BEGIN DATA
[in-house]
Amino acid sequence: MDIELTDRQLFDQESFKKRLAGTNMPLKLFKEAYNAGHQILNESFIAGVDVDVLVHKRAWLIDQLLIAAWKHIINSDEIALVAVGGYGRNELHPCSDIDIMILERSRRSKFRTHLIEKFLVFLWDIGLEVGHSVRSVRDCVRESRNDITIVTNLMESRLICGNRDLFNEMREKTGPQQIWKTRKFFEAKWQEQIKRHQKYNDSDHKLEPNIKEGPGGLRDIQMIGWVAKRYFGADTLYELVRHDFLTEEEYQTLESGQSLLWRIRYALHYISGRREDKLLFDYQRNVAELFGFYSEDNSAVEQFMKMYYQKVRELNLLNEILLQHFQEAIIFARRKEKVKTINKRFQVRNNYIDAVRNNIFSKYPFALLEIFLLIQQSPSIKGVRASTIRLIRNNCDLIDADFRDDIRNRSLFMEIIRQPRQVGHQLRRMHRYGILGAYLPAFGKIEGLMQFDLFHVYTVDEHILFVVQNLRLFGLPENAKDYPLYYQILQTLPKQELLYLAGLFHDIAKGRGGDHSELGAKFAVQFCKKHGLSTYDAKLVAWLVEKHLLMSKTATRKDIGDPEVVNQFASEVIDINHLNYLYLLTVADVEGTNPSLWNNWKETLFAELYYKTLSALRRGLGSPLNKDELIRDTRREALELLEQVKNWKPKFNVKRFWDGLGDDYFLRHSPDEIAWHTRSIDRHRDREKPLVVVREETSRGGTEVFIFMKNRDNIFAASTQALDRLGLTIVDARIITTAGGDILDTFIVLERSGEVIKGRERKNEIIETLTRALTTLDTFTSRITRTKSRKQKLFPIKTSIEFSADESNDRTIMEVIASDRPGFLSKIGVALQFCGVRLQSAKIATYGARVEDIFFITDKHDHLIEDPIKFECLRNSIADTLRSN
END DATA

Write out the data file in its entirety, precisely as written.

[in-house]
Amino acid sequence: MDIELTDRQLFDQESFKKRLAGTNMPLKLFKEAYNAGHQILNESFIAGVDVDVLVHKRAWLIDQLLIAAWKHIINSDEIALVAVGGYGRNELHPCSDIDIMILERSRRSKFRTHLIEKFLVFLWDIGLEVGHSVRSVRDCVRESRNDITIVTNLMESRLICGNRDLFNEMREKTGPQQIWKTRKFFEAKWQEQIKRHQKYNDSDHKLEPNIKEGPGGLRDIQMIGWVAKRYFGADTLYELVRHDFLTEEEYQTLESGQSLLWRIRYALHYISGRREDKLLFDYQRNVAELFGFYSEDNSAVEQFMKMYYQKVRELNLLNEILLQHFQEAIIFARRKEKVKTINKRFQVRNNYIDAVRNNIFSKYPFALLEIFLLIQQSPSIKGVRASTIRLIRNNCDLIDADFRDDIRNRSLFMEIIRQPRQVGHQLRRMHRYGILGAYLPAFGKIEGLMQFDLFHVYTVDEHILFVVQNLRLFGLPENAKDYPLYYQILQTLPKQELLYLAGLFHDIAKGRGGDHSELGAKFAVQFCKKHGLSTYDAKLVAWLVEKHLLMSKTATRKDIGDPEVVNQFASEVIDINHLNYLYLLTVADVEGTNPSLWNNWKETLFAELYYKTLSALRRGLGSPLNKDELIRDTRREALELLEQVKNWKPKFNVKRFWDGLGDDYFLRHSPDEIAWHTRSIDRHRDREKPLVVVREETSRGGTEVFIFMKNRDNIFAASTQALDRLGLTIVDARIITTAGGDILDTFIVLERSGEVIKGRERKNEIIETLTRALTTLDTFTSRITRTKSRKQKLFPIKTSIEFSADESNDRTIMEVIASDRPGFLSKIGVALQFCGVRLQSAKIATYGARVEDIFFITDKHDHLIEDPIKFECLRNSIADTLRSN